Soon after Computerworld posted my feature article on 8 useful apps for reading and writing on the iPad, a reader e-mailed me asking me about apps for taking notes by hand and sketching out ideas.
It was a great question -- and one that never occurred to me as I was writing the article. I'm a writer, I think in words, not pictures, and so I wrote an article about tools for writing using the keyboard. But many people think visually, they can't come up with an idea unless they can make a picture of it first and write notes by hand. The iPad has great tools for visual thinkers too:
Adobe Ideas 1.0 for iPad This free app lets you make sketches on a huge virtual canvas, zooming in and out and expanding and contracting the size of individual elements. You can import images from your iPad photo gallery, and use variable-size brushes and colors. Ideas supports layers to handle different parts of an image separately. When you're done, you can export your sketches as PDF files, and import them to Adobe Illustrator or Photoshop for further work. It's a terrific drawing tool, very simple but powerful, and even more remarkable for being free.
Penultimate ($1.99, Cocoa Box Design) lets you write notes by hand or make sketches in multiple colors on a variety of different paper-like backgrounds. You can separate groups of notes together into different notebooks, share pages of notebooks with other people, or whole notebooks as PDFs. Penultimate has a handy-dandy algorithm for recognizing when you rest your hand on the glass, and not leaving a mark when you do that.
Note Taker HD ($4.99, Software Garden) is a handwriting notebook app with a twist: You write in great big letters on the screen, and the software automatically shrinks down the letters and lines them up into words and sentences. Pages can be organized by tags, time modified, favorites, and more. The developer is Dan Bricklin, who, 30 years ago, developed VisiCalc, the very first spreadsheet application for the personal computer. VisiCalc was an important driver in changing the PC from a hobbyist toy to a business tool, making Bricklin a pioneer as important to the industry as Bill Gates or Steve Jobs.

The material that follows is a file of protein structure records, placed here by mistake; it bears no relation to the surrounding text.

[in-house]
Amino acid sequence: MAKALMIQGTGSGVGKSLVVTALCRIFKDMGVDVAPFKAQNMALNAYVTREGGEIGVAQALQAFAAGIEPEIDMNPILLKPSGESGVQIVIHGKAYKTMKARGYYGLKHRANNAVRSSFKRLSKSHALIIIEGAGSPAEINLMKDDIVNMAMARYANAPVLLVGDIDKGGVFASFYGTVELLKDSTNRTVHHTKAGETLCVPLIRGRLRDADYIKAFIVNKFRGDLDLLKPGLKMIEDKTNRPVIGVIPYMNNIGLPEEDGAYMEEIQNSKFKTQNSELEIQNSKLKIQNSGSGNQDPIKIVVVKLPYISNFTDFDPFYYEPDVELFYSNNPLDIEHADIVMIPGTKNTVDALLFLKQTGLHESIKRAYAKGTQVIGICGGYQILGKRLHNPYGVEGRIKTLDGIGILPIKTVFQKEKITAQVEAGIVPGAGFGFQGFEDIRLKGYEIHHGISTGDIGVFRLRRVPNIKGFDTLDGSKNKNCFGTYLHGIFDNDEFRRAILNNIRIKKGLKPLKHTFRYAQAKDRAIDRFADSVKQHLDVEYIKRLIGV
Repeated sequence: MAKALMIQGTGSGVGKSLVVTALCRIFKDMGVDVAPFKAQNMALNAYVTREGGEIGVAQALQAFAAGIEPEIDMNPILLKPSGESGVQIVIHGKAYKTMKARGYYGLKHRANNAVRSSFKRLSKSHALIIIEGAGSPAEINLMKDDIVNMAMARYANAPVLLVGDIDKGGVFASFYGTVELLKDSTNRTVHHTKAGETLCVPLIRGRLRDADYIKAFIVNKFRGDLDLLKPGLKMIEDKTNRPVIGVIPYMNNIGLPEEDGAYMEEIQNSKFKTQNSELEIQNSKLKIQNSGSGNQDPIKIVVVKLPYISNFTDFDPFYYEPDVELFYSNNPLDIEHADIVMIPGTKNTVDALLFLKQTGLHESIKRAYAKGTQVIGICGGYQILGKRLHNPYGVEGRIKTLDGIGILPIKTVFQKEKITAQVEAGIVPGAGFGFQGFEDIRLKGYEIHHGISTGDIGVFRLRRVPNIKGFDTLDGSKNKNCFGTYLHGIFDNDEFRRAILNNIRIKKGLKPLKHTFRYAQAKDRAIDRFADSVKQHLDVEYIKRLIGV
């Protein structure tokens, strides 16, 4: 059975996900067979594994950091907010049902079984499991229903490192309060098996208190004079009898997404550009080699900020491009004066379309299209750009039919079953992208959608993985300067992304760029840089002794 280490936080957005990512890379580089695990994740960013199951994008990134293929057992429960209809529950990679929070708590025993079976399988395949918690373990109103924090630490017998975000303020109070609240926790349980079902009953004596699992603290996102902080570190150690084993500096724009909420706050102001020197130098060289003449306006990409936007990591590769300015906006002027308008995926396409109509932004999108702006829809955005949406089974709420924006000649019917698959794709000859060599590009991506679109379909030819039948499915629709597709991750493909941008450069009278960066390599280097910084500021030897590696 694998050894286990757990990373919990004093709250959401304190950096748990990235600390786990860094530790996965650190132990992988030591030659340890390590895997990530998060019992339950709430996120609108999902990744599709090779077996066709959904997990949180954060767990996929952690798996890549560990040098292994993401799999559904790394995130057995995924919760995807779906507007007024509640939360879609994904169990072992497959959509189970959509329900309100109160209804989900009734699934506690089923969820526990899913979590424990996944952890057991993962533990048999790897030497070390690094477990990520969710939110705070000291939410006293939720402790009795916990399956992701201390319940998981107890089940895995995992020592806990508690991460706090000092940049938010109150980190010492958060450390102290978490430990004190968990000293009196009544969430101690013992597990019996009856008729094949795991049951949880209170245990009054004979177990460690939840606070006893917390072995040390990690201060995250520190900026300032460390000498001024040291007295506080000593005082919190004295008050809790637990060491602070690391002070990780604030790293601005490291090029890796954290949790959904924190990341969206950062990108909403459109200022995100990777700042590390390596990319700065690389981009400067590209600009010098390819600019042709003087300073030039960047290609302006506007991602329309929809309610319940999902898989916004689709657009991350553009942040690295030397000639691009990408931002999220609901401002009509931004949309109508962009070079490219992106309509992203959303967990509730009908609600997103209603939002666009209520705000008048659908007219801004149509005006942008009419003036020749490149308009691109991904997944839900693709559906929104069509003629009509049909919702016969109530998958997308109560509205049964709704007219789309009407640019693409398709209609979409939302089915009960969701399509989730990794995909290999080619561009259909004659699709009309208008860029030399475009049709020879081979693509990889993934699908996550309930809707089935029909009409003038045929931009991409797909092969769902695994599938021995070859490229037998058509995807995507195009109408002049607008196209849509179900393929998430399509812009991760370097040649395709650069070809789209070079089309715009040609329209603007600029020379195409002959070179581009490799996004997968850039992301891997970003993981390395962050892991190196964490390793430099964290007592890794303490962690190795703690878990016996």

Use Your Handwriting Gold ($0.99, Gee Whiz Stuff) is a tool for handwriting notes with calligraphic pens and organizing them into lists. My friends at the Literature and Latte writing forums think highly of it (they like Dan Bricklin's Note Taker too).
With all of these programs, you can draw with your finger, or use a stylus. The iPad requires a specialized kind of stylus, one that reproduces the electrical qualities of your finger; the Pogo Sketch stylus is priced at $14.95. Or you can make your own, using your favorite pen, some conductive foam (used in electronics), and a few inches of wire. Or just use a pen, some metal foil, and Scotch tape.
Like I said, I do all my creating and thinking by putting words in a row. But these apps and styluses look like so much fun they make me want to buy them and use them. This is going to be like when Moleskine notebooks were popular a few years ago; those notebooks are so beautiful that I bought a few, used one or two of them, and the rest are still sitting in a pile on my desk, blank and pristine and unused, while I continue to bang away here at my battered, tea-stained keyboard.
Mitch Wagner is a freelance technology journalist and social media strategist.